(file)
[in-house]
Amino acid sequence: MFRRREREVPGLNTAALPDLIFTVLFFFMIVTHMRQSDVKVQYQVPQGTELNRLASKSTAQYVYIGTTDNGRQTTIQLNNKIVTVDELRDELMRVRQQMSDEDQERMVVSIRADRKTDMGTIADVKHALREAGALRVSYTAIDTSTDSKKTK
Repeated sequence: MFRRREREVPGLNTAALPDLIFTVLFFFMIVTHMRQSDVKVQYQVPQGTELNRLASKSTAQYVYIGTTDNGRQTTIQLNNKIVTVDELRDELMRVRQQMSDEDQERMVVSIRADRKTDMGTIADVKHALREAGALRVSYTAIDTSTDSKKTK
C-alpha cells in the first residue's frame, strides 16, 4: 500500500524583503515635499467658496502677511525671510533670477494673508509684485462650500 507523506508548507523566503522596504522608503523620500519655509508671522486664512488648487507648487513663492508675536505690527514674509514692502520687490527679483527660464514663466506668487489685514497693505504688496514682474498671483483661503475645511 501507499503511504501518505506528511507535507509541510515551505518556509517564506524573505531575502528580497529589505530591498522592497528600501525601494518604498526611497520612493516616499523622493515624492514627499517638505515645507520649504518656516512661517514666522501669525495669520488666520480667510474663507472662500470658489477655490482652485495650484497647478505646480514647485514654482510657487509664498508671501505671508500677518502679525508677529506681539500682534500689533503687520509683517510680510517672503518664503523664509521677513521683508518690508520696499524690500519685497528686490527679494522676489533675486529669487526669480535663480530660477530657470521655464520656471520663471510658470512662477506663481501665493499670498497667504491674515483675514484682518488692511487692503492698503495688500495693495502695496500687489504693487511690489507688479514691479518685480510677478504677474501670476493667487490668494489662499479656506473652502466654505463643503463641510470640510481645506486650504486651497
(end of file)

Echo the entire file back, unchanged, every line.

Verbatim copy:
[in-house]
Amino acid sequence: MFRRREREVPGLNTAALPDLIFTVLFFFMIVTHMRQSDVKVQYQVPQGTELNRLASKSTAQYVYIGTTDNGRQTTIQLNNKIVTVDELRDELMRVRQQMSDEDQERMVVSIRADRKTDMGTIADVKHALREAGALRVSYTAIDTSTDSKKTK
Repeated sequence: MFRRREREVPGLNTAALPDLIFTVLFFFMIVTHMRQSDVKVQYQVPQGTELNRLASKSTAQYVYIGTTDNGRQTTIQLNNKIVTVDELRDELMRVRQQMSDEDQERMVVSIRADRKTDMGTIADVKHALREAGALRVSYTAIDTSTDSKKTK
C-alpha cells in the first residue's frame, strides 16, 4: 500500500524583503515635499467658496502677511525671510533670477494673508509684485462650500 507523506508548507523566503522596504522608503523620500519655509508671522486664512488648487507648487513663492508675536505690527514674509514692502520687490527679483527660464514663466506668487489685514497693505504688496514682474498671483483661503475645511 501507499503511504501518505506528511507535507509541510515551505518556509517564506524573505531575502528580497529589505530591498522592497528600501525601494518604498526611497520612493516616499523622493515624492514627499517638505515645507520649504518656516512661517514666522501669525495669520488666520480667510474663507472662500470658489477655490482652485495650484497647478505646480514647485514654482510657487509664498508671501505671508500677518502679525508677529506681539500682534500689533503687520509683517510680510517672503518664503523664509521677513521683508518690508520696499524690500519685497528686490527679494522676489533675486529669487526669480535663480530660477530657470521655464520656471520663471510658470512662477506663481501665493499670498497667504491674515483675514484682518488692511487692503492698503495688500495693495502695496500687489504693487511690489507688479514691479518685480510677478504677474501670476493667487490668494489662499479656506473652502466654505463643503463641510470640510481645506486650504486651497